I visited Death Valley National Park in mid-March and the temperatures exceeded 90 degrees! At 282 feet below sea level, it has the lowest elevation in North America and is the hottest and driest US National Park.
I can’t imagine what it would be like to visit this place in summer when the temperatures reach 120 degrees! No wonder it’s called Death Valley.
At first it seemed like there was nothing here but dirt, salt, sand and lots of heat. But as I started exploring the different sections of the park I realized how diverse it really is. I can’t think of another place that has dry lake beds, sand dunes, and colourful rock formations all in close proximity.
There is a flat salt bed that covers a large section of the park, created when the lake that was once here evaporated and left behind mineral deposits that eventually became a coating of lumpy salt. Occasional rainfall smoothes out the salt into a flat bed.
But the section known as Devils Golf Course rarely receives any rainfall and so the salt crystals continue to grow and form pinnacles that are now about 3 feet deep.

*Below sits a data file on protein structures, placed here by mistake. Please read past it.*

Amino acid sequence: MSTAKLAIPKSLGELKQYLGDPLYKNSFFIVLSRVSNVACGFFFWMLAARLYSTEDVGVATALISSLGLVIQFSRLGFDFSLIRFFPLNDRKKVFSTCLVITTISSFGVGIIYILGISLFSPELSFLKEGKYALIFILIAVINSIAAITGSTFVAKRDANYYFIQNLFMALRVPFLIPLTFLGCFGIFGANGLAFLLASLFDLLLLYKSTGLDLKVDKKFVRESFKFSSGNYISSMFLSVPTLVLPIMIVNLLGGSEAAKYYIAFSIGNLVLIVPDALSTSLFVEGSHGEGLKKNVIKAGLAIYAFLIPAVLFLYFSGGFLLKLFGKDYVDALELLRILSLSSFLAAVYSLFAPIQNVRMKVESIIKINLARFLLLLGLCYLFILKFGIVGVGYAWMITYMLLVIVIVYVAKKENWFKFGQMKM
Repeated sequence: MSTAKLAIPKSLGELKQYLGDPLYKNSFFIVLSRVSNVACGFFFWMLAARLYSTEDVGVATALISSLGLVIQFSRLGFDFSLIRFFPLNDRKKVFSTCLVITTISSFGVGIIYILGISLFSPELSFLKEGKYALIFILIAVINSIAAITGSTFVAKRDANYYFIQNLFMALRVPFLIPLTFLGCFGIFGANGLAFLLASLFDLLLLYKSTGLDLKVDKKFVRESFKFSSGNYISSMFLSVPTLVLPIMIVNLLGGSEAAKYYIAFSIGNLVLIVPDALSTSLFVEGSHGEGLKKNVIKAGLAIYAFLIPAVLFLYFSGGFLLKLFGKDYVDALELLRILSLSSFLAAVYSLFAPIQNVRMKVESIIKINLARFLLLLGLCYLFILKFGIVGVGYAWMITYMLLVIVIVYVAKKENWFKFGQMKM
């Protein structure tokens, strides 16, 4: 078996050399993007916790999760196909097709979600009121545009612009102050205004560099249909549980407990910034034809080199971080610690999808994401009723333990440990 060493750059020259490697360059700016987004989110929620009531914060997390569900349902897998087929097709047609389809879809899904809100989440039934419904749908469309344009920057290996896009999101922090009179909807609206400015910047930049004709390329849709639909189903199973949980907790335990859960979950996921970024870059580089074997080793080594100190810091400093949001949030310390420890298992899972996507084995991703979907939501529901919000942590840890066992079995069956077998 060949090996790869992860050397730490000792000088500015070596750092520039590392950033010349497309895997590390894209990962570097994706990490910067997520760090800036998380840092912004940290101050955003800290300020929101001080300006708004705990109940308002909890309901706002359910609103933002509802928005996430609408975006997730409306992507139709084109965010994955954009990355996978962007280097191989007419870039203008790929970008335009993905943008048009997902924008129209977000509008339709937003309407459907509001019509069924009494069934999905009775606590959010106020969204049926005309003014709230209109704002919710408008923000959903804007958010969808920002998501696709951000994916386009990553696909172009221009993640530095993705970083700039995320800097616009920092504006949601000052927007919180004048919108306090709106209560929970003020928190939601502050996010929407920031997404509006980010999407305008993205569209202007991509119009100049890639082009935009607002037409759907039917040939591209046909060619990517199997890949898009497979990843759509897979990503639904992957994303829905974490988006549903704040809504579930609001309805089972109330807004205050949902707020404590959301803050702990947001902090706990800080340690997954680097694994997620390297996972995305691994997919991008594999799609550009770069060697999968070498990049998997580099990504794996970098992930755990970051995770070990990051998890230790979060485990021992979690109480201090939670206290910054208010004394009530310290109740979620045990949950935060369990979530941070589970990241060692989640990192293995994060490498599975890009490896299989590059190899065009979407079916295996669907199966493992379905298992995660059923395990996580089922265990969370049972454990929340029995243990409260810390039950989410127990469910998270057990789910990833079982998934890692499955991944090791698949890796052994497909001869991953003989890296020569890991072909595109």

You can even hear it happening. While I was making these images I could hear the popping and cracking of salt crystals bursting apart as they expand and contract.
It was named Devils Golf Course after a 1930’s guidebook that said only the Devil could play golf on its surface. Since it’s named “Devils” and not “Devil’s” I guess they are expecting more than one player!
I made these images by using a wide-angle lens and positioning my camera close to the ground to highlight the impossibly difficult terrain. It can be incredibly bright here during the afternoon, so I waited until the sun was setting behind the nearby mountains so there was softer light.